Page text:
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string - Java: enum toString()

问题描述:

I have created an enum and I'm trying to allow my enum to support a String.format operation that gets unlimited number of parameters are return a string.

I only managed to return an object and after using this method I have to do a toString()/casting. I am guessing there's a more "clean" way to do it, or maybe to override better the toString() method. Basically, I wanted to support the toString() method but sadly didn't manage to do that so I created this method. As you can see it's named text(..) and not toString().

How can I do this better? The ideal solution I wanted was something like toString(..) which returns a String.

public enum MY_ENUM {

VALUE_A("aaa %s"), VALUE_B("bbb %s");

private String text;

MY_ENUM(String text) {

this.text = text;

}

public String text() {

return this.text;

}

public Object text(final Object... o) {

return new Object() {

@Override

public String toString() {

return String.format(text(), o);

}

};

}

}

网友答案:

I see where you're going... I think this is what you want (tested, and it works):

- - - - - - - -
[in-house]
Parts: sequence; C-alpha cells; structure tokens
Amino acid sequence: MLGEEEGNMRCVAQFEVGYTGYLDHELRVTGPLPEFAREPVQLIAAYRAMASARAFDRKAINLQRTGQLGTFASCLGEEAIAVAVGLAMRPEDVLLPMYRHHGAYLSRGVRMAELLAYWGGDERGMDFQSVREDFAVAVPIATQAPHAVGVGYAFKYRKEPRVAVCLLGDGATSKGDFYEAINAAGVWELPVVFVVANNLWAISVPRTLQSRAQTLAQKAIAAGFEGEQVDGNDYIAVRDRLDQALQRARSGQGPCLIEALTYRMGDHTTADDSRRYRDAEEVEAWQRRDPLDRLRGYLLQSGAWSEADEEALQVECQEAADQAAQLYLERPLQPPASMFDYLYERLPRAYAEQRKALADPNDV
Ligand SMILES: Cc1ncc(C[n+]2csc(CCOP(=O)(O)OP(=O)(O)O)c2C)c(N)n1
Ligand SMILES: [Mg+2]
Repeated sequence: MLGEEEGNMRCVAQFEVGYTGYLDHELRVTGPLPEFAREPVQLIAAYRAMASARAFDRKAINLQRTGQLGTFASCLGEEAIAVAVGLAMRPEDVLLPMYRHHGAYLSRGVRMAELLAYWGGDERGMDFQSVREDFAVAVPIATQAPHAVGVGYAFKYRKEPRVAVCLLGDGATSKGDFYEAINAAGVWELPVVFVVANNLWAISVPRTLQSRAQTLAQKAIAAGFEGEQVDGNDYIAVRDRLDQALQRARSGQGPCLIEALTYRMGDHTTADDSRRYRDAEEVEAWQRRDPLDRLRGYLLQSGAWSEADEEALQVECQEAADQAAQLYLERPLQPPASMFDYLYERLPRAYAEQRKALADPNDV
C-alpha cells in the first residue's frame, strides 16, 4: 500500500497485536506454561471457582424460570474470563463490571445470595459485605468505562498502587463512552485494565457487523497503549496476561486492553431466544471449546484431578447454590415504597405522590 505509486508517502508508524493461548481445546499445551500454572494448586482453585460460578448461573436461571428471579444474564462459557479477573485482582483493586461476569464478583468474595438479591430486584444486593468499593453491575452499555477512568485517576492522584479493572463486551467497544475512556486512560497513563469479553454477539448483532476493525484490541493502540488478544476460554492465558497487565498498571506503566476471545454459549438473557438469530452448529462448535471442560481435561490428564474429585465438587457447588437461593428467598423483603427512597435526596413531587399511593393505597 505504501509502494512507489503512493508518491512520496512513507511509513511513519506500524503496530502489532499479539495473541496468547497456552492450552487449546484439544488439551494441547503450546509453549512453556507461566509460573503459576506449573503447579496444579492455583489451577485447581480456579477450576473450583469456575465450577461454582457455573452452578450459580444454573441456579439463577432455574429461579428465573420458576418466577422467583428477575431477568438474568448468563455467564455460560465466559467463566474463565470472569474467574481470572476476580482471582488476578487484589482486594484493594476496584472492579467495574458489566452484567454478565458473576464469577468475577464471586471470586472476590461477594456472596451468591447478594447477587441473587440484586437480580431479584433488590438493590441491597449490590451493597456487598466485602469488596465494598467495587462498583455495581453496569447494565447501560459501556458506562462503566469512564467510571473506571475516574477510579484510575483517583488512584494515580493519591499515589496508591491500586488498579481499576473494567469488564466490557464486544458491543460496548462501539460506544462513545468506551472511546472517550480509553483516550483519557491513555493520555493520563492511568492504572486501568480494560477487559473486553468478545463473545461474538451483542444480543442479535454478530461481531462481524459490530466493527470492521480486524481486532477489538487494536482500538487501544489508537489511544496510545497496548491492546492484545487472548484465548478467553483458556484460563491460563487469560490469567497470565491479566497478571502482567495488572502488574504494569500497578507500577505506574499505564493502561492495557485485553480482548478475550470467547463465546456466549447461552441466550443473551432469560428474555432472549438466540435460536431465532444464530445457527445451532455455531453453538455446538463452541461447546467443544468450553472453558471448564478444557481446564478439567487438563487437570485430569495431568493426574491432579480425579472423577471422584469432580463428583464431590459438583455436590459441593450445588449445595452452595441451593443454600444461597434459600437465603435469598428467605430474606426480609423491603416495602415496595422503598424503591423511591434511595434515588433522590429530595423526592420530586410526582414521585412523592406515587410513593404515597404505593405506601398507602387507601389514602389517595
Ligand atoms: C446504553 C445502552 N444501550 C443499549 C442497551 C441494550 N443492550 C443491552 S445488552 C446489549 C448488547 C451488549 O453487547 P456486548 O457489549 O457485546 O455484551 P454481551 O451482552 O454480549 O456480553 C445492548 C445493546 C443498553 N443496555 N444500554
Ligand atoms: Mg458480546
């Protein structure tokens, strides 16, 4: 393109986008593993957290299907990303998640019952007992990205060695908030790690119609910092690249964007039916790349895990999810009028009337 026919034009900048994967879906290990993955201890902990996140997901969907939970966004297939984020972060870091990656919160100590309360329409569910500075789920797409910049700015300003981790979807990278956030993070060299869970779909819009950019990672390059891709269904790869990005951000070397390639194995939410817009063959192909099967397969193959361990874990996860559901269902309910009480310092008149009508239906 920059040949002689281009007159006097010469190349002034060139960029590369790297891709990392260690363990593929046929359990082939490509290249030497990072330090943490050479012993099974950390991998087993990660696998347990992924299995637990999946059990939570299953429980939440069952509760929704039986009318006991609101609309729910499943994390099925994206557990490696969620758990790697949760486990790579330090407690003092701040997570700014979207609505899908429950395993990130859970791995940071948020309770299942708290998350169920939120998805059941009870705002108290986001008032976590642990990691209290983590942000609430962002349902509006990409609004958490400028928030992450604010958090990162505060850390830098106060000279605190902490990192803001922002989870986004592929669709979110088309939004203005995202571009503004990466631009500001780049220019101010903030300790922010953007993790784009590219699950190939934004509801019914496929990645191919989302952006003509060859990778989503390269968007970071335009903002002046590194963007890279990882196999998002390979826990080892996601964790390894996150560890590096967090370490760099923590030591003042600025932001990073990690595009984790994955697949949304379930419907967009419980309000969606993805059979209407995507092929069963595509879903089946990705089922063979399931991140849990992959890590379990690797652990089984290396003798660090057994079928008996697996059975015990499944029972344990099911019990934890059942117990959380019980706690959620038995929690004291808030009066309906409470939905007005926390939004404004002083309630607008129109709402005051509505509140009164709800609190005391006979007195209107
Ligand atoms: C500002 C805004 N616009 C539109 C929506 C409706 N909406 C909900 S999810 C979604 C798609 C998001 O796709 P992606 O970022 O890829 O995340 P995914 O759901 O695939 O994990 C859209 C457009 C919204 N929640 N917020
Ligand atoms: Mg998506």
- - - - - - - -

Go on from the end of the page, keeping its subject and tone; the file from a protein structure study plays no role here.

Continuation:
public String toString(Object... o) {
    return String.format(text, o);
}

For a design point of view, I would not publish the text (ie have the getter) unless you really need to - the fact that text is used as a format string is an implementation choice. I would simply do this:

public static enum MY_ENUM {

    VALUE_A("aaa %s bbb %s"),
    VALUE_B("bbb %s");

    private final String text;

    MY_ENUM(String text) {
        this.text = text;
    }

    public String toString(Object... o) {
        return String.format(text, o);
    }
}

As an aside, I really like the idea of the class. Haven't seen it before.

网友答案:

You can't override toString() if you need to pass more parameters (toString() doesn't receive any). Simply define a new method in the enum, no need to override:

public String getAsFormattedText(Object... o) {
    return String.format(text, o);
}

You shouldn't name this method toString(), it'd be confusing because you're not returning the string representation of the current object, instead you're returning a formatted string of the objects passed as parameters. Also, the text() method should be called getText(), that's the Java convention.

Better use a name that clearly indicates that the returned string is not any string - it's a formatted string that expects the text to be formatted as a parameter - getAsFormattedText() clearly expresses this.

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